Date of Award


Degree Type


Degree Name

Master of Social Work (MSW)


Social Work


Donna Baines




This thesis explored how counselling adolescents who have sexually offended impacted on social workers. Four social workers participated in this qualitative study. Four main areas were examined in this thesis: why work with this population is stressful, how work with adolescent sex offenders impacted on the participants world view, the different way colleagues and significant others perceived this work and the impact this had on the participants' own perception of the value of their work and lastly, strategies used by the participants to remain in the field were highlighted. The results demonstrated that work with this population is stressful due to factors such as the amount of responsibility placed on the participants and the minimizations and rationalizations used by the youth. The findings also displayed that this type of work did impact on the participants' world view, but the impact was not always negative. Although the participants' colleagues and significant others did negatively perceive their work, the participants did not value their work any less. The participants used numerous strategies to remain in the field, however these strategies were informal and the participants saw the need for formal strategies to be accessible through their workplace.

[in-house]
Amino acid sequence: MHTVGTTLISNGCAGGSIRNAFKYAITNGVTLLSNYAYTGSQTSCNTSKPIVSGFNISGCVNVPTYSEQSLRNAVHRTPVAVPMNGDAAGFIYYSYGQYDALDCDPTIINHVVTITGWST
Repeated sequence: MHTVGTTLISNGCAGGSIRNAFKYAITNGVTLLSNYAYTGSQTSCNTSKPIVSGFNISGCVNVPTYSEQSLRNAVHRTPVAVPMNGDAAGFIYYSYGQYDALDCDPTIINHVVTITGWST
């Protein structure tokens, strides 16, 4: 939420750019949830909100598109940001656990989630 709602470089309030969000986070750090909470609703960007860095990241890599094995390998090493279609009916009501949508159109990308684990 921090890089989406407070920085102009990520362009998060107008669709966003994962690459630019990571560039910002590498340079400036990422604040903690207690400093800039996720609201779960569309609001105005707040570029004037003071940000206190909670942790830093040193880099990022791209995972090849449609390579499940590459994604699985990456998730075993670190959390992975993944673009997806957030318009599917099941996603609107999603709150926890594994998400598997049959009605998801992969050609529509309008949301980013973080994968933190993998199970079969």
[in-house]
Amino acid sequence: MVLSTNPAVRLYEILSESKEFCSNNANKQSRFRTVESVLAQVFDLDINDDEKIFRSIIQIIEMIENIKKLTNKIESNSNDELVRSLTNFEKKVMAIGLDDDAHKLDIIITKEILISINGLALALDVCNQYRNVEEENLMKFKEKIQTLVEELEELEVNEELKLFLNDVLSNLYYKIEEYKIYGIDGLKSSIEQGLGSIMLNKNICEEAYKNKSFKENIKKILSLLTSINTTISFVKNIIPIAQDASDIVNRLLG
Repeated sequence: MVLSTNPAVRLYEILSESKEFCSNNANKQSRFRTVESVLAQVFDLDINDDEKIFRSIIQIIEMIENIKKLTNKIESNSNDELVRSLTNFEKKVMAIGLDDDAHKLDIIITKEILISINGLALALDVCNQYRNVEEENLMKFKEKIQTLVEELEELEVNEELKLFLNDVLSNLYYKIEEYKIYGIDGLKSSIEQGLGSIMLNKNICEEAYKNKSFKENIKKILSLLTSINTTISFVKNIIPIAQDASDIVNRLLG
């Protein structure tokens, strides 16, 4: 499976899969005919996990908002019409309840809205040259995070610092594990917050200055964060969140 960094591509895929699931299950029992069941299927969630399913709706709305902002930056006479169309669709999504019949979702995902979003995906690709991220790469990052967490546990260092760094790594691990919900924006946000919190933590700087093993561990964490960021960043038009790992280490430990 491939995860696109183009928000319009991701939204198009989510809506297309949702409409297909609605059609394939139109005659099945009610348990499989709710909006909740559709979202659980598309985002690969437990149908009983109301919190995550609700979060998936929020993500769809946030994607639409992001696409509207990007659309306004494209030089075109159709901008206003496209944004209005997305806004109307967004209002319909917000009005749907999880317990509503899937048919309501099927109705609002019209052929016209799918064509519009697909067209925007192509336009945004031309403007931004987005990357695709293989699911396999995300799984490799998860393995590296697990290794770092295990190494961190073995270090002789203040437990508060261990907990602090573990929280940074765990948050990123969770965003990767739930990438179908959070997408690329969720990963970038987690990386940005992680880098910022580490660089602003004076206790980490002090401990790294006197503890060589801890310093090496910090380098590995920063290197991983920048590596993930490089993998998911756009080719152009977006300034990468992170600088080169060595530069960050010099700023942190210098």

The findings of this thesis demonstrated the need for community collaboration in working with this population as well as education for the community in order to better understand the purpose of counselling adolescent sex offenders. More supports for social workers was also made evident as a means to maintain social workers in this field. Also, the need for increased allocation of resources for the youth was seen as a preventative measure. Other areas for further research were highlighted, such as exploring the experiences of social workers who were involved with the youth from assessment to discharge as well as comparing the male and female social workers perceptions of their work.

McMaster University Library

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Social Work Commons